May 21, 2018
In an audacious speech before the Heritage Foundation on May 21, US Secretary of State Mike Pompeo outlined a litany of complaints about the nuclear deal with Iran that accurately reflected some of its gaps, but offered no realistic remedies.

Pompeo’s prescription to achieve his “Plan B”—“unprecedented financial pressure on the Iranian regime”—is unlikely to achieve his stated goals. It could well backfire by encouraging more defiance in Tehran—and in Brussels, Moscow, and Beijing.

Before US President Donald J. Trump unilaterally withdrew from the Iran nuclear deal on May 8, the US had leverage to encourage European and other allies to impose new penalties on Iran’s non-nuclear policies such as proliferation of ballistic missiles and intervention in Syria, Lebanon, Iraq, and Yemen. French President Emmanuel Macron went so far as to offer a “four-pillar” approach that would have addressed these issues while seeking readjustments in the Joint Comprehensive Plan of Action (JCPOA) to extend restrictions on the Iranian nuclear program.

Without US participation in the JCPOA, however, the other signatories have little incentive to agree to new measures against Iran. Major European companies may have to bow to resurrected US secondary sanctions and wind down their business with Iran to protect their commerce with the far larger US market. But there will be little appetite for new sanctions and growing popular support for countermeasures to defy yet another example of Trumpist unilateralism.

By leaving the Iran deal, the United States has also lost its one remaining channel for bilateral interaction with Tehran. When the Joint Commission set up by the JCPOA to monitor implementation meets later this week in Vienna under EU auspices, it will do so without American participation. It may very well vote unanimously to condemn the United States for its gross violation of the Iran deal, pushing Britain, France, and Germany to side with the Russians and the Chinese.

Pompeo, in outlining twelve maximalist demands for changes in Iranian policies, said Europeans agree with the US analysis. But decades of European interaction with Iran have proven that maximalist goals achieve nothing and often incentivize Iran to accelerate the very policies that the United States and Europe—as well as Israel and Saudi Arabia—oppose.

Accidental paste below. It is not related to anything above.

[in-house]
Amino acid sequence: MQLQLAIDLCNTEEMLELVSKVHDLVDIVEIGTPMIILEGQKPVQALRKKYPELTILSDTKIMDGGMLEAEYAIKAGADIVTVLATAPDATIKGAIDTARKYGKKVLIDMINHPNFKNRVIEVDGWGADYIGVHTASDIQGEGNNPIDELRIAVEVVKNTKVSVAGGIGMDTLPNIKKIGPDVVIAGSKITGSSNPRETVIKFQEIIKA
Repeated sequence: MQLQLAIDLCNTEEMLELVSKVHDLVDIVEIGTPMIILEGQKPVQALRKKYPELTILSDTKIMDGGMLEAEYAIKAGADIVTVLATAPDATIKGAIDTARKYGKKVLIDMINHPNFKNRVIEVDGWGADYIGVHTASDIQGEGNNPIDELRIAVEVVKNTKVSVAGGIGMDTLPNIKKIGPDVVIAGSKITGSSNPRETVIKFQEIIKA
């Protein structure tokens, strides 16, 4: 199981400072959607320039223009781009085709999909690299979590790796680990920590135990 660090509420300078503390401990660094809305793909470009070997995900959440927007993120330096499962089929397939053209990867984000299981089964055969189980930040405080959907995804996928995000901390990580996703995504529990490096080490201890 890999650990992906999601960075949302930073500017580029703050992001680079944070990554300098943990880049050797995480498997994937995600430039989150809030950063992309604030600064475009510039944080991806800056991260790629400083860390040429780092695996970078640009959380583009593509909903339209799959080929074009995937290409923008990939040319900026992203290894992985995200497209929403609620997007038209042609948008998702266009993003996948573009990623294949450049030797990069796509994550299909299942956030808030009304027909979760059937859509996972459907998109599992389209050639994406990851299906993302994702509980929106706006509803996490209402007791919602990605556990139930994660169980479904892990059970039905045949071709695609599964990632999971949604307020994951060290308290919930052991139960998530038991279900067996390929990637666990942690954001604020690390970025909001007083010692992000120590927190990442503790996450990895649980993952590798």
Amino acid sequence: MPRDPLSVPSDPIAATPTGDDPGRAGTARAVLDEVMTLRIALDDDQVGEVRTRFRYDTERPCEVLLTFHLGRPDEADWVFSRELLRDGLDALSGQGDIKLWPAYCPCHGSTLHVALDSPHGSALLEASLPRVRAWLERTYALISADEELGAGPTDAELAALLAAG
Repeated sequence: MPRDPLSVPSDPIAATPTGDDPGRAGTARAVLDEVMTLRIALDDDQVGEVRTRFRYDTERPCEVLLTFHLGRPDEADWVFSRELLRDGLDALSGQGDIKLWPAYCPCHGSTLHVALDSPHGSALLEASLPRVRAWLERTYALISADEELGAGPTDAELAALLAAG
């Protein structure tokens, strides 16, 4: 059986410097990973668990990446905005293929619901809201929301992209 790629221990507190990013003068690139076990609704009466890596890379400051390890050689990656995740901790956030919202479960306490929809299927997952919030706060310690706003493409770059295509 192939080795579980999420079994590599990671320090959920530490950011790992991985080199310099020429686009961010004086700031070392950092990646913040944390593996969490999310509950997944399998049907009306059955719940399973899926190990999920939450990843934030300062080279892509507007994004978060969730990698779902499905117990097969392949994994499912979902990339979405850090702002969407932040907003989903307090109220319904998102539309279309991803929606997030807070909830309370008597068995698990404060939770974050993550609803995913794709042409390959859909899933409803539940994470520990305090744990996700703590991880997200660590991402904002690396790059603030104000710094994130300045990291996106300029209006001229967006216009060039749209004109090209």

Demanding that Iran end uranium enrichment and allow essentially anytime, anywhere access to “all sites throughout the country” for international inspectors will only encourage those forces in the country that want to reduce Iranian cooperation with the International Atomic Energy Agency (IAEA) and accelerate the nuclear program.

Iran is also not about to abandon its partners in the Middle East, some of which, such as Hezbollah in Lebanon, have been its allies for nearly four decades. It is as though Iran demanded that the United States forsake its partners in the region because they are Tehran’s adversaries.

Pompeo was accurate when he diagnosed the failings of the Iranian government to achieve the country’s economic potential and when he noted the “hard grip of repression” on the Iranian people. But US protestations of concern for ordinary Iranians ring hollow in a context of US travel bans and “extreme vetting” of old people wanting to see their children and students seeking advanced degrees.

Some hardened opponents of the Islamic Republic—particularly those safe in exile—will no doubt cheer Pompeo’s speech as will neoconservatives who have promoted implausible “fixes” to the JCPOA since Trump was elected.

However, the restored and new sanctions the United States is imposing on Iran will vastly increase the suffering of Iranians while not denying Iran’s Islamic Revolutionary Guard Corps (IRGC) the relatively small amount of funds needed to continue its interventions in the region. Indeed, the sanctions will boost the IRGC’s role in the economy to the detriment of private enterprise and especially the bright young college graduates seeking a better life in Iran. US policy will further embitter a people that was once predisposed to like Americans and set back for years the chance for Iran to re-integrate into the global economy.

Barbara Slavin is the director of the Atlantic Council’s Future of Iran Initiative. Follow her on Twitter @barbaraslavin1.

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